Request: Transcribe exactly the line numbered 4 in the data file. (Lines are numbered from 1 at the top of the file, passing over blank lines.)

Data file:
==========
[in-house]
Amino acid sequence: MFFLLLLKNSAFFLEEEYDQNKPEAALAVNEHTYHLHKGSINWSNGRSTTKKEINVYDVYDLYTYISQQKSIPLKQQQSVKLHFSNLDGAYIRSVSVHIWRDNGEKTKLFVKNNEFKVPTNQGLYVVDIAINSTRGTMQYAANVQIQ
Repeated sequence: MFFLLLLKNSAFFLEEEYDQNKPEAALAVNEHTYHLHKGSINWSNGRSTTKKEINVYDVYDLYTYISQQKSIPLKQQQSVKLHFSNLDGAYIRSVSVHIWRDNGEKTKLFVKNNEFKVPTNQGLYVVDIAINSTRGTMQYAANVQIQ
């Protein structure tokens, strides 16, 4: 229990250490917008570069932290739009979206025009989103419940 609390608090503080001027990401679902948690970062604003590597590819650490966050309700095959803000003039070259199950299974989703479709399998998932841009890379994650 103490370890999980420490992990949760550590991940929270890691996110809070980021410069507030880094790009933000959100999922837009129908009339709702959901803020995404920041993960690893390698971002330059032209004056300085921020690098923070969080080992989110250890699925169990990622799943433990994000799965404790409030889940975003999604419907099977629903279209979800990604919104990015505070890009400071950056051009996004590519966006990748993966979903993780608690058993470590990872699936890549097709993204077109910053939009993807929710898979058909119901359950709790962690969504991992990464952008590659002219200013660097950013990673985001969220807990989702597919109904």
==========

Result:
């Protein structure tokens, strides 16, 4: 229990250490917008570069932290739009979206025009989103419940 609390608090503080001027990401679902948690970062604003590597590819650490966050309700095959803000003039070259199950299974989703479709399998998932841009890379994650 103490370890999980420490992990949760550590991940929270890691996110809070980021410069507030880094790009933000959100999922837009129908009339709702959901803020995404920041993960690893390698971002330059032209004056300085921020690098923070969080080992989110250890699925169990990622799943433990994000799965404790409030889940975003999604419907099977629903279209979800990604919104990015505070890009400071950056051009996004590519966006990748993966979903993780608690058993470590990872699936890549097709993204077109910053939009993807929710898979058909119901359950709790962690969504991992990464952008590659002219200013660097950013990673985001969220807990989702597919109904």